Here’s What Teachers Really Want to Tell You At The Parent Conference

Posted: October 29, 2012 in From Student to Teacher
Tags: , , , , ,

For those who make remarks about all the vacation time teachers have off, and how it justifies the lousy salaries they receive, think about this:

The average American 9-to-5er leaves the office, and the other part of their lives become front and center.

For the average teacher, however, when the bell rings, his/her day doesn’t end.  On any given day, there may be a faculty meeting scheduled, unpaid working hours.  However, if the teacher is fortunate enough to not have a faculty meeting, she will have to finish grading the work she couldn’t get done during her lunch break, or planning period.  Once that is completed, the teacher must prepare the board for the next day of school, review her lessons, and prepare to go to the long line at the copy machine, of other equally exhausted teachers who will be too busy dropping their kids off in the morning to take the risk that the copy machine might be available.

So they wait.  Some days, the teachers stand there, like recent suspects at the county jail, awaiting their mug shots to be taken.  On a Monday, it is entirely possible that friendly conversations may still ensue, chit chat about the weekend and, “Hey, did you watch the Falcons game yesterday?”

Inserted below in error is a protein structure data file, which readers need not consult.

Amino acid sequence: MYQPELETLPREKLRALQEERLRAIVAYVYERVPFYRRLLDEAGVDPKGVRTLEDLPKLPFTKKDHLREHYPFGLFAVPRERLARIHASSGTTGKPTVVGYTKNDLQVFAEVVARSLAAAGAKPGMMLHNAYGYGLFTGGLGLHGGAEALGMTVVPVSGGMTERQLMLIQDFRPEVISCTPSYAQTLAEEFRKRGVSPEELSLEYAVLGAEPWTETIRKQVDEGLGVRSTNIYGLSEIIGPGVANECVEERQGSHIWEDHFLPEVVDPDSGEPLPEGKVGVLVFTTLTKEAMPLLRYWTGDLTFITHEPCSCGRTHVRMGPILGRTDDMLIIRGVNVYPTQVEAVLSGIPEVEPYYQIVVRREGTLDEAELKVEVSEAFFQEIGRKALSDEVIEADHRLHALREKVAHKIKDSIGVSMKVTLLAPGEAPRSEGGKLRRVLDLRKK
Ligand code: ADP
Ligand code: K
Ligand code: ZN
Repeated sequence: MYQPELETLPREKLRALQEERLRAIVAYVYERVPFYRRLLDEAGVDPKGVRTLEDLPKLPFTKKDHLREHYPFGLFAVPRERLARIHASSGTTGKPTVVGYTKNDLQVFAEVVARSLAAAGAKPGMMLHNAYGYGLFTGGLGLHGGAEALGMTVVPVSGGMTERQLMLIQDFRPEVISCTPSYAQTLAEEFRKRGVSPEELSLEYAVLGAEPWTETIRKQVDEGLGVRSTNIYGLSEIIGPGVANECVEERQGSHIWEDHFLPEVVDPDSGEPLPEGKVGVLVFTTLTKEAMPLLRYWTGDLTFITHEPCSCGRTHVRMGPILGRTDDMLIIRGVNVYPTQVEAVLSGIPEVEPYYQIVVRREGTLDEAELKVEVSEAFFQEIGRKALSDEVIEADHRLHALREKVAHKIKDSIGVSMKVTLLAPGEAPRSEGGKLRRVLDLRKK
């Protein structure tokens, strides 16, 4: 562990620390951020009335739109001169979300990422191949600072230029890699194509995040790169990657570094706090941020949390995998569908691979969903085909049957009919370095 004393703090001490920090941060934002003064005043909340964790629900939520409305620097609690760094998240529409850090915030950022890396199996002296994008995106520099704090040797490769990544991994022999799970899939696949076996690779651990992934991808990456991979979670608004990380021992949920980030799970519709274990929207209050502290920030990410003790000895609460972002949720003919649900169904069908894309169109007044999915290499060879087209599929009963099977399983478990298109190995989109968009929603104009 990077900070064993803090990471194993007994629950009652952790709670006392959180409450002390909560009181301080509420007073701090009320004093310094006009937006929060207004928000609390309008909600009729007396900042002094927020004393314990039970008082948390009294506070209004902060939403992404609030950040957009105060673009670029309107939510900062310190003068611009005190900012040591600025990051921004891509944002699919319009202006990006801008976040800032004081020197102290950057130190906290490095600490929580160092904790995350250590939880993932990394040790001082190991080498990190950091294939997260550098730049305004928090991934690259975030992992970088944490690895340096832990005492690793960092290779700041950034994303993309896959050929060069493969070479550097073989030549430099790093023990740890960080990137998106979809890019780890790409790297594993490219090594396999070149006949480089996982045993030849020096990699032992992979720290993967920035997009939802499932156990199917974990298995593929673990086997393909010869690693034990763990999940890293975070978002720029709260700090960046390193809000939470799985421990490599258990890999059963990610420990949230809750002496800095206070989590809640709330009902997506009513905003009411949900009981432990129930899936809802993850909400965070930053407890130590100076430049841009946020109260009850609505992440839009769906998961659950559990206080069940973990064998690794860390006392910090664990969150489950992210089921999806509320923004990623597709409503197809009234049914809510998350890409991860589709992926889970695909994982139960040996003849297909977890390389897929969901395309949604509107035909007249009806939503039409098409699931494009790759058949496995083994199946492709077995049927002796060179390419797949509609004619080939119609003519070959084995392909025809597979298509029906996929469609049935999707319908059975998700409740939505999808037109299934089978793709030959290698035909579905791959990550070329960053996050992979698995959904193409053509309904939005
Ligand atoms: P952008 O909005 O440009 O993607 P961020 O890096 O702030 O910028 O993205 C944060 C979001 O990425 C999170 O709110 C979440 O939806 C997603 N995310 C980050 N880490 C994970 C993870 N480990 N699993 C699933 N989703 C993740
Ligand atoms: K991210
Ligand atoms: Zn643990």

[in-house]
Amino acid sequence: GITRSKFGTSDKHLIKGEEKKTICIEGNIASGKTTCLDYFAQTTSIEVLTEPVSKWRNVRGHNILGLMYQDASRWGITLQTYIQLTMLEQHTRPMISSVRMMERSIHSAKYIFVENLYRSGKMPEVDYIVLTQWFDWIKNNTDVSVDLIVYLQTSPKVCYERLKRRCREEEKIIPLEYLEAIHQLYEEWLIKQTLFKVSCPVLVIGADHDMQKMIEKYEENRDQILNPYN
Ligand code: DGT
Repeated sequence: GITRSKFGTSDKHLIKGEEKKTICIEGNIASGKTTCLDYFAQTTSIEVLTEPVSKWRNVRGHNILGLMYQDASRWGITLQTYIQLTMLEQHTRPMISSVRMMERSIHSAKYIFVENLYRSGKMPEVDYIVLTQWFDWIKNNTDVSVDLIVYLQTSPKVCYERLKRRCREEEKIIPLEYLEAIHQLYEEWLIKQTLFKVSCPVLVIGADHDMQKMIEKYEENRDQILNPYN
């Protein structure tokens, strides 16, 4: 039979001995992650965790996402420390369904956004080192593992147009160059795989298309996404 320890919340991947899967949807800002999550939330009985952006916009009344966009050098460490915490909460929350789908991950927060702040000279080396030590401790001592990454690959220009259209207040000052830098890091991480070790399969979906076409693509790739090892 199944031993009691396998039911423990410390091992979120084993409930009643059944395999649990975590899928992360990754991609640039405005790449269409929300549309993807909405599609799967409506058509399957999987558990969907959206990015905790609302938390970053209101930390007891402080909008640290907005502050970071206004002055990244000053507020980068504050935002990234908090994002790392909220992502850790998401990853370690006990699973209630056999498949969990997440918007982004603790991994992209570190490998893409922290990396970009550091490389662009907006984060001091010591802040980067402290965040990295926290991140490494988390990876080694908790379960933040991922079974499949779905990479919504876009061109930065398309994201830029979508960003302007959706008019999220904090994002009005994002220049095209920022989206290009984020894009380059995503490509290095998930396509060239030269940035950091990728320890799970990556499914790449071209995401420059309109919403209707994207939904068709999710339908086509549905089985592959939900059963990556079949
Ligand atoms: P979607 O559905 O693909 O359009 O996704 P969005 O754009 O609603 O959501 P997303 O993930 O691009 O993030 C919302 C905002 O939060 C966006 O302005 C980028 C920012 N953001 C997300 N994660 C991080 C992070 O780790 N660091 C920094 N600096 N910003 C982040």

But by Wednesday afternoon, the head is aching, the limbs are weary, and all the teachers want to do is go home.  “Is it Friday yet?” someone will venture to say, only to be met with commiserating grunts.

While they are at the copy machine, another teacher down the hall has been waiting for 35 minutes for the parent to show up for their conference.  He has called twice, only to be told that mom is “on the way.”  He watches the clock ticking, wondering if he can squeeze in a power nap, and if he would have enough time to wake up and wash his face before the parent’s arrival.

Still not being paid.

Mom marches down the hallway towards the classroom with the door open and the teacher at the copy machine summons up a half-smile and a polite “Hello” before thanking God she didn’t have that conference today.

Back in the classroom, mom sat down in the designated chair, and with no apology for her tardiness, she proceeded to list on her fingers the problems, as she saw them.

1. “My son says you don’t like him.”

2. “My son says you give too much homework.”

3. “My son has a 504 plan and you are not meeting his modifications.”

4. “My son hasn’t passed any of his unit tests because he says you can’t teach.”

5. “My son plans on becoming a neurosurgeon and an entrepreneur and you’re not preparing him for his bright future.”